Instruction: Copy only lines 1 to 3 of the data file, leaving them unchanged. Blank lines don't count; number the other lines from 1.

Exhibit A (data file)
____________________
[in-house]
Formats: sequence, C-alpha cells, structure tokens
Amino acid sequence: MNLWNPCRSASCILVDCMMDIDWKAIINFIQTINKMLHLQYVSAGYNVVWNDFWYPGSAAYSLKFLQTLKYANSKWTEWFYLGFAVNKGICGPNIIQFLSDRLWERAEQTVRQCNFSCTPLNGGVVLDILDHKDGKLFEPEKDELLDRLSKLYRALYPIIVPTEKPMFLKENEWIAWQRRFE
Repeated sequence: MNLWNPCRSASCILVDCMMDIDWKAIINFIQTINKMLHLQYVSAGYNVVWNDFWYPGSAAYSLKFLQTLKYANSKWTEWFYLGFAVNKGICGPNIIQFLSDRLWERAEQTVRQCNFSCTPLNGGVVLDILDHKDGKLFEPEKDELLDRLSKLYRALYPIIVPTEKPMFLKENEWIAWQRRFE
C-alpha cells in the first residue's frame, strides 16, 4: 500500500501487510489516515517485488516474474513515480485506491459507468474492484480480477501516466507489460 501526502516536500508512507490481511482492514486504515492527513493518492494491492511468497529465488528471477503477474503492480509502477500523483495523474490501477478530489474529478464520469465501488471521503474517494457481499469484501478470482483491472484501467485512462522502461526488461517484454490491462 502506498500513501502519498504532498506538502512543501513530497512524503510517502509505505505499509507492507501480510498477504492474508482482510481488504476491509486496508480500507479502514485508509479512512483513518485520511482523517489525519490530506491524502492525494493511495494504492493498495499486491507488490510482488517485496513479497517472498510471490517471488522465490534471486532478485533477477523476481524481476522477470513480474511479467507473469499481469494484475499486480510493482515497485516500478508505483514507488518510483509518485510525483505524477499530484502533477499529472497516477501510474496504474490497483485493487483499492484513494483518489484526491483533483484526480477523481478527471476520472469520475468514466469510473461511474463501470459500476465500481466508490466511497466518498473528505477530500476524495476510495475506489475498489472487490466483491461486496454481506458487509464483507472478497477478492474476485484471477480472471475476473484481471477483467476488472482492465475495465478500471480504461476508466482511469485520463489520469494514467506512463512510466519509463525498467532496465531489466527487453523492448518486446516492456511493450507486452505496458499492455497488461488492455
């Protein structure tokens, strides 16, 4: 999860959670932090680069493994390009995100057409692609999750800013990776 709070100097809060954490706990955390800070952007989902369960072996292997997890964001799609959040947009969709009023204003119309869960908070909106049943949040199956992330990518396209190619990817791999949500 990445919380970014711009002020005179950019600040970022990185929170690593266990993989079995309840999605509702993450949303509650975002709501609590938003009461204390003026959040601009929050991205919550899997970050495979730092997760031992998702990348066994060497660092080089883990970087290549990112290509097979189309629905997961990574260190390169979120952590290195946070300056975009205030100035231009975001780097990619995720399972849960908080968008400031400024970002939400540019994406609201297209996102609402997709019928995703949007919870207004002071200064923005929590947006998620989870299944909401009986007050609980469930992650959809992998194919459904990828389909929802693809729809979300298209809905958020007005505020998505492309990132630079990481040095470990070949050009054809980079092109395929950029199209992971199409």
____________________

[in-house]
Formats: sequence, C-alpha cells, structure tokens
Amino acid sequence: MNLWNPCRSASCILVDCMMDIDWKAIINFIQTINKMLHLQYVSAGYNVVWNDFWYPGSAAYSLKFLQTLKYANSKWTEWFYLGFAVNKGICGPNIIQFLSDRLWERAEQTVRQCNFSCTPLNGGVVLDILDHKDGKLFEPEKDELLDRLSKLYRALYPIIVPTEKPMFLKENEWIAWQRRFE